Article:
With a crack band, which included drummer Pete Thomas from Elvis Costello's Attractions and keyboard player Chuck Leavell (formerly of the Allman Brothers Band and sixth man in the Stones these days), they recorded most tracks in two or three takes.
"It was good to do it that way after such a long buildup and preparation and to make recording an experience. Although it wasn't a holiday as such it didn't feel like a day job but more of an event. We were paying for the recording so everybody knew that and were willing to work hard and then have a laugh in the evening."
Among the tracks are their almost obligatory political considerations, this time captured on Scotland's Story in which they take an inclusive view of Scotland's diverse peoples. It was written around the time of the millennium when there was much reflection on Scotland's history and some commentators were diminishing the role played by Italian, Jewish and other minority groups.
"The story of any nation is the story of the people. In Scotland it's not just Mary Queen of Scots or John Knox or whoever. These things are interesting but not everyone came to Scotland at the same time and it wasn't a homogenous country anyway.
"It was a group of warring tribes which was basically forged as a group to defend, to a degree, liberty and was against English encroachment. They grew together over a long period and that carried on when Jewish and Italian people came.
"So [the song is] about remembering that when you talk about Scotland you are not talking a race, you are talking about a country which, like any other, is a mixture and all the better for it."
This is Charlie's cue to embark on a discussion of the global movements of people (he is aware of the detention camps in Australia) and how immigrants will often forget their own journeys and happily kick at the last ones off the boat.
As a long-time socialist he says rich countries have a responsibility to poorer nations and their peoples, "and we can't pretend there isn't a rich and poor part of Europe".
"The free market is espoused often, but if it's okay for you to go and exploit them then surely it must work both ways. That if there's freedom of movement, which there should be, then to some degree you must accept people coming to you."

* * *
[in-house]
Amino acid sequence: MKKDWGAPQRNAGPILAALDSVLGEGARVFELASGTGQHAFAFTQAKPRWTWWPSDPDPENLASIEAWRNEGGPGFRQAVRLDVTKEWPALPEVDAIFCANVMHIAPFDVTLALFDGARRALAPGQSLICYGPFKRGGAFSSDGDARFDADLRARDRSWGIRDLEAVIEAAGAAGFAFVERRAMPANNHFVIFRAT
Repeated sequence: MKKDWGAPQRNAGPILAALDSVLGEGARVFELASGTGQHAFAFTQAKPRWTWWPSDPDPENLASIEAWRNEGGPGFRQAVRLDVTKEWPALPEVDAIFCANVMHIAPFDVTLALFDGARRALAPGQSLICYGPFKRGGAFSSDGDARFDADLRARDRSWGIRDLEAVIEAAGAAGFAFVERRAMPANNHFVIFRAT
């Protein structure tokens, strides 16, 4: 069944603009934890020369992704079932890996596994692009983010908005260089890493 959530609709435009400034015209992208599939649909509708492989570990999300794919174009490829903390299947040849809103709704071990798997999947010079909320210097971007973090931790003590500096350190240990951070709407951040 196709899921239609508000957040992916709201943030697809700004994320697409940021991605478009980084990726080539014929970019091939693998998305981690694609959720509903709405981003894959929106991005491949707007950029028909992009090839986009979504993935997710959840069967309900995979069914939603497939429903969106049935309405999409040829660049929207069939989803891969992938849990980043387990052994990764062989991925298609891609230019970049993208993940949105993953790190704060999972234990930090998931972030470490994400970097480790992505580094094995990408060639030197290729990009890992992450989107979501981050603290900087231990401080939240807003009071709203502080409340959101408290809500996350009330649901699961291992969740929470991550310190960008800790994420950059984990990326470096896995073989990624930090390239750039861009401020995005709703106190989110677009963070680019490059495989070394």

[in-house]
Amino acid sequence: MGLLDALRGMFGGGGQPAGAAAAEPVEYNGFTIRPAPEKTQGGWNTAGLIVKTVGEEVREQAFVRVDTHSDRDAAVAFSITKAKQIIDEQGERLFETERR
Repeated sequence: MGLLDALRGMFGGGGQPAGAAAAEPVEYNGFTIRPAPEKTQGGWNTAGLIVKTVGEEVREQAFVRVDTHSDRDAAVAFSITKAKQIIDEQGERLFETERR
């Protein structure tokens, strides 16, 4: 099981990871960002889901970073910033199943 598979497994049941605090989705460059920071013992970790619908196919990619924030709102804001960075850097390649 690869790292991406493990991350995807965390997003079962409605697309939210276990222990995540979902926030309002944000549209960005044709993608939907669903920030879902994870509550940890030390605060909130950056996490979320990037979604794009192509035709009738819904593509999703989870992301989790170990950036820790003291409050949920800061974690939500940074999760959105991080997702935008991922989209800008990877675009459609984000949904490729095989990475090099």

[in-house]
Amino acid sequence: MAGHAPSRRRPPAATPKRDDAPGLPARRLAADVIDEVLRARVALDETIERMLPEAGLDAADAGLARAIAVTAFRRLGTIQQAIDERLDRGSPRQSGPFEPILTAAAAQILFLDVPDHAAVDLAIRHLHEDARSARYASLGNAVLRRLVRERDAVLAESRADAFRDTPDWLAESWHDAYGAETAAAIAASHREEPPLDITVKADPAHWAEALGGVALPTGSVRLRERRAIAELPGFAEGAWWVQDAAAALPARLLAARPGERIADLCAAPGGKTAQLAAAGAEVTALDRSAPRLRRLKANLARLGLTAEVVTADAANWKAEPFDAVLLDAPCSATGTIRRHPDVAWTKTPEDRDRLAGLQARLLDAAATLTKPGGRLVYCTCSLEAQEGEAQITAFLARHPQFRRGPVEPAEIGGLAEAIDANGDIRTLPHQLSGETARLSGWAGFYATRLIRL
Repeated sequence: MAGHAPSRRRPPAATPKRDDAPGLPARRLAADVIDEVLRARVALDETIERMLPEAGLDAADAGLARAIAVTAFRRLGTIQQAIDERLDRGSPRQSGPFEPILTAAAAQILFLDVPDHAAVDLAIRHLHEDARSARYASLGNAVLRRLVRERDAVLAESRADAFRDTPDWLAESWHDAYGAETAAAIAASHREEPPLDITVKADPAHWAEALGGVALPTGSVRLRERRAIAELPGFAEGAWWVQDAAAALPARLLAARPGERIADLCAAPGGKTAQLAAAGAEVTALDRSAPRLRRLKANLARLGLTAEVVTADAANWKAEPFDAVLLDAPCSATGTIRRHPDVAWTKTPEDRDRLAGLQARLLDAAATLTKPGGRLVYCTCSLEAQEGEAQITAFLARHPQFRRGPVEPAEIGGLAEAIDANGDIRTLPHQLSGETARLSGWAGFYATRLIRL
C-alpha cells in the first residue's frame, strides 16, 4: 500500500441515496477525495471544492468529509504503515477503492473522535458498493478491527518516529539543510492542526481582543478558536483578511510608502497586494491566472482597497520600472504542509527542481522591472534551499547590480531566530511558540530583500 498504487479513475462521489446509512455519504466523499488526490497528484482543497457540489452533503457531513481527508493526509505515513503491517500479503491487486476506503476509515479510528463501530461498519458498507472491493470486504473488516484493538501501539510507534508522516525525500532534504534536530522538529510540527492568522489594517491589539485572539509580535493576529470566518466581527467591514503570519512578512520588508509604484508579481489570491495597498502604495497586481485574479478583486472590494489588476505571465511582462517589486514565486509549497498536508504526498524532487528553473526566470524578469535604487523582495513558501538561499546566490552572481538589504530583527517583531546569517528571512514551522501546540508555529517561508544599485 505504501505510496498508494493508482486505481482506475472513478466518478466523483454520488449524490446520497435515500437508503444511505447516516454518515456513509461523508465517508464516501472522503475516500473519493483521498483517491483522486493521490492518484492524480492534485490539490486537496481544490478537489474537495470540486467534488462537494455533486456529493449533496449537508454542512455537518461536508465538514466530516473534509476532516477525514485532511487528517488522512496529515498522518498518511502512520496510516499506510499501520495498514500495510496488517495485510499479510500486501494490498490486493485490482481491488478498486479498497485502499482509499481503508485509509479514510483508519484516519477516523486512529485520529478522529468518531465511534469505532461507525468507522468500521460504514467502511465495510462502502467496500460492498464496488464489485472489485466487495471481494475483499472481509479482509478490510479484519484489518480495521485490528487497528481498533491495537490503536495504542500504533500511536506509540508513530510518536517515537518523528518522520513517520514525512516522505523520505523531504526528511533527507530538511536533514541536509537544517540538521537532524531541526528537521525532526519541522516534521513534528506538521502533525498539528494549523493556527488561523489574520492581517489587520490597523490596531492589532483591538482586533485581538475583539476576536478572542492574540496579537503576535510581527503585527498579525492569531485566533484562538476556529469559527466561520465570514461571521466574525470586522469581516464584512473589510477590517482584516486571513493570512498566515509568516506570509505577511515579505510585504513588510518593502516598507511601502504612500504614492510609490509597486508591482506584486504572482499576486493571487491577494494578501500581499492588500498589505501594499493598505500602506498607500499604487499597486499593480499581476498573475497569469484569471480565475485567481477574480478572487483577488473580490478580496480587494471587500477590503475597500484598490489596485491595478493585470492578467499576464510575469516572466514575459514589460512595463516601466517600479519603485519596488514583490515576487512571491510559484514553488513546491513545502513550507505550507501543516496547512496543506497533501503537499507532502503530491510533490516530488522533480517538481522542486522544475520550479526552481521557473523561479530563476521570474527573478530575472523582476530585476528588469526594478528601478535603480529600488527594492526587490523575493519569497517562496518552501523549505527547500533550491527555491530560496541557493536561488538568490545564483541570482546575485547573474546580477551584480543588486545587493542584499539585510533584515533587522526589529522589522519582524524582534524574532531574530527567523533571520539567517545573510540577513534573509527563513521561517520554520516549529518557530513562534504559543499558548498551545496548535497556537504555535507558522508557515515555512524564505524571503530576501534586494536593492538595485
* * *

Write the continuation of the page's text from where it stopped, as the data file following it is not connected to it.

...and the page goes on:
He notes the Scottish birthrate is declining and migration means that soon the country will have a different complexion, and unless there is an immigration programme it will struggle to sustain itself economically. "Nobody's talking about it yet but it's going to be the big issue of the next 10 or 20 years."
As a nationalist he sees the irony that some within the SNP and various British parties advocate a single currency and centralised control from Europe.
"These people want independence for Scotland yet at the same time are suggesting replacing English politicians, who are at least elected, with unelected German banks. I find that ridiculous, but that's one of those contradictions that makes life worth living in Scotland right now.
"And although I've always been a republican, too, I almost feel sorry for the British royal family. Not only do they look ridiculous when they go abroad but the whole family, unfortunately, has become a laughing stock.
"For the first time in my life I feel some sympathy for them. It's almost like seeing an old friendly dog needing to be put out of its misery. You almost feel embarrassed for them. The sense of mystique and deference has gone, and that's the beginning of the end, isn't it?"